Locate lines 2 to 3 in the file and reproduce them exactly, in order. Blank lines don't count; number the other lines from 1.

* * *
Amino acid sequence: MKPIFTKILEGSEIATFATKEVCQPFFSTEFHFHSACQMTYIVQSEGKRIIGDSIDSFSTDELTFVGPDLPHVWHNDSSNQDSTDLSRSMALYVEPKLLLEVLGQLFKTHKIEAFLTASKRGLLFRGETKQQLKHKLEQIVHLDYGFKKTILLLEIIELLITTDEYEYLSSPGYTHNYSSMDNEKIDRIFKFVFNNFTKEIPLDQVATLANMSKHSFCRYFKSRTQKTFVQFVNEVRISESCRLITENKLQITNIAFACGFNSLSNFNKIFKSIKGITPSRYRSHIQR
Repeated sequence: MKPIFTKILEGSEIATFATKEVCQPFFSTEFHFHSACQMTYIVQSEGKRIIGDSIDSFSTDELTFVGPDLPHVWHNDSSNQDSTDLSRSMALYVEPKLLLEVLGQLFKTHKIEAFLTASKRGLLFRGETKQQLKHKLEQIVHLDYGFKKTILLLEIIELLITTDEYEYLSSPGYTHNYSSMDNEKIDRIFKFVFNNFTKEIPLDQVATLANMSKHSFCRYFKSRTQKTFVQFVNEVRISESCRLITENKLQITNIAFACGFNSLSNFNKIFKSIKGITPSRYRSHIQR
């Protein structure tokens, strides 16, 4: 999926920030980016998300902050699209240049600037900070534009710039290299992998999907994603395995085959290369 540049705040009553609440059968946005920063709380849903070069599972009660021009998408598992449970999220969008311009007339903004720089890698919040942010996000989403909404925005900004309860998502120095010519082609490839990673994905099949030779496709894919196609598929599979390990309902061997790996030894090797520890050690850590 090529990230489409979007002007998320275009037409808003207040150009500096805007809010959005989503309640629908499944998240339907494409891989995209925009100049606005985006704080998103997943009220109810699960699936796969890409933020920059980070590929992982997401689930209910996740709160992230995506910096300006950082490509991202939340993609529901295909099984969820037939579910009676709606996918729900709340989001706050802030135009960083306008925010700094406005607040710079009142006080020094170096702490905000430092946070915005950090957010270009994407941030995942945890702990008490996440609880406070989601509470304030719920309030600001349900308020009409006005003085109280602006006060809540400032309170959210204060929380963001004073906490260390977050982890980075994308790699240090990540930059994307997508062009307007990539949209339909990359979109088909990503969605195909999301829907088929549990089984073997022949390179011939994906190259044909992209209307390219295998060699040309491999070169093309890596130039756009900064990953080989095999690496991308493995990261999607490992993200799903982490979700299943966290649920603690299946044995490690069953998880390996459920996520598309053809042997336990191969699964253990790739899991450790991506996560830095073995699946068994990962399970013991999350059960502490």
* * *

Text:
Repeated sequence: MKPIFTKILEGSEIATFATKEVCQPFFSTEFHFHSACQMTYIVQSEGKRIIGDSIDSFSTDELTFVGPDLPHVWHNDSSNQDSTDLSRSMALYVEPKLLLEVLGQLFKTHKIEAFLTASKRGLLFRGETKQQLKHKLEQIVHLDYGFKKTILLLEIIELLITTDEYEYLSSPGYTHNYSSMDNEKIDRIFKFVFNNFTKEIPLDQVATLANMSKHSFCRYFKSRTQKTFVQFVNEVRISESCRLITENKLQITNIAFACGFNSLSNFNKIFKSIKGITPSRYRSHIQR
């Protein structure tokens, strides 16, 4: 999926920030980016998300902050699209240049600037900070534009710039290299992998999907994603395995085959290369 540049705040009553609440059968946005920063709380849903070069599972009660021009998408598992449970999220969008311009007339903004720089890698919040942010996000989403909404925005900004309860998502120095010519082609490839990673994905099949030779496709894919196609598929599979390990309902061997790996030894090797520890050690850590 090529990230489409979007002007998320275009037409808003207040150009500096805007809010959005989503309640629908499944998240339907494409891989995209925009100049606005985006704080998103997943009220109810699960699936796969890409933020920059980070590929992982997401689930209910996740709160992230995506910096300006950082490509991202939340993609529901295909099984969820037939579910009676709606996918729900709340989001706050802030135009960083306008925010700094406005607040710079009142006080020094170096702490905000430092946070915005950090957010270009994407941030995942945890702990008490996440609880406070989601509470304030719920309030600001349900308020009409006005003085109280602006006060809540400032309170959210204060929380963001004073906490260390977050982890980075994308790699240090990540930059994307997508062009307007990539949209339909990359979109088909990503969605195909999301829907088929549990089984073997022949390179011939994906190259044909992209209307390219295998060699040309491999070169093309890596130039756009900064990953080989095999690496991308493995990261999607490992993200799903982490979700299943966290649920603690299946044995490690069953998880390996459920996520598309053809042997336990191969699964253990790739899991450790991506996560830095073995699946068994990962399970013991999350059960502490």